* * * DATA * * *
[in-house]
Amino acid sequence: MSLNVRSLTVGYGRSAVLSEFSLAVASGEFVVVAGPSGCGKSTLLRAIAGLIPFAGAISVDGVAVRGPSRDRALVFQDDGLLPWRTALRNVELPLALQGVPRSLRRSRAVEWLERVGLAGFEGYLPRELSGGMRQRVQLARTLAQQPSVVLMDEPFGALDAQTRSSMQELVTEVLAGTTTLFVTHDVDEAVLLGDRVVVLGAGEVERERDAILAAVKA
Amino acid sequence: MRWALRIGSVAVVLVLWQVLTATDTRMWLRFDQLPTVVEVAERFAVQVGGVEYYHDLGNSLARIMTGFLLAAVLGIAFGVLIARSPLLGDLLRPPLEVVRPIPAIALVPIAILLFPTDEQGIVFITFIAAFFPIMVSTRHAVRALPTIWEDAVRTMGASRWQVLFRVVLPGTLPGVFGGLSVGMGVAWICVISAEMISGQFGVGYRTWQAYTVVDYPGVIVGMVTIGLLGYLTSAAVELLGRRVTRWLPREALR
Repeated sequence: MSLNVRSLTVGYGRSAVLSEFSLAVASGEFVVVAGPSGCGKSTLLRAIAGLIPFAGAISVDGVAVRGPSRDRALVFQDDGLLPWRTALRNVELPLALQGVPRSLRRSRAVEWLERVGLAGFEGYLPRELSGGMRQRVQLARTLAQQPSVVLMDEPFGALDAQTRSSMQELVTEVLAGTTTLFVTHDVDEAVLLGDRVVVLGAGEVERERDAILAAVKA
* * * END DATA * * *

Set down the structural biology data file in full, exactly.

[in-house]
Amino acid sequence: MSLNVRSLTVGYGRSAVLSEFSLAVASGEFVVVAGPSGCGKSTLLRAIAGLIPFAGAISVDGVAVRGPSRDRALVFQDDGLLPWRTALRNVELPLALQGVPRSLRRSRAVEWLERVGLAGFEGYLPRELSGGMRQRVQLARTLAQQPSVVLMDEPFGALDAQTRSSMQELVTEVLAGTTTLFVTHDVDEAVLLGDRVVVLGAGEVERERDAILAAVKA
Amino acid sequence: MRWALRIGSVAVVLVLWQVLTATDTRMWLRFDQLPTVVEVAERFAVQVGGVEYYHDLGNSLARIMTGFLLAAVLGIAFGVLIARSPLLGDLLRPPLEVVRPIPAIALVPIAILLFPTDEQGIVFITFIAAFFPIMVSTRHAVRALPTIWEDAVRTMGASRWQVLFRVVLPGTLPGVFGGLSVGMGVAWICVISAEMISGQFGVGYRTWQAYTVVDYPGVIVGMVTIGLLGYLTSAAVELLGRRVTRWLPREALR
Repeated sequence: MSLNVRSLTVGYGRSAVLSEFSLAVASGEFVVVAGPSGCGKSTLLRAIAGLIPFAGAISVDGVAVRGPSRDRALVFQDDGLLPWRTALRNVELPLALQGVPRSLRRSRAVEWLERVGLAGFEGYLPRELSGGMRQRVQLARTLAQQPSVVLMDEPFGALDAQTRSSMQELVTEVLAGTTTLFVTHDVDEAVLLGDRVVVLGAGEVERERDAILAAVKA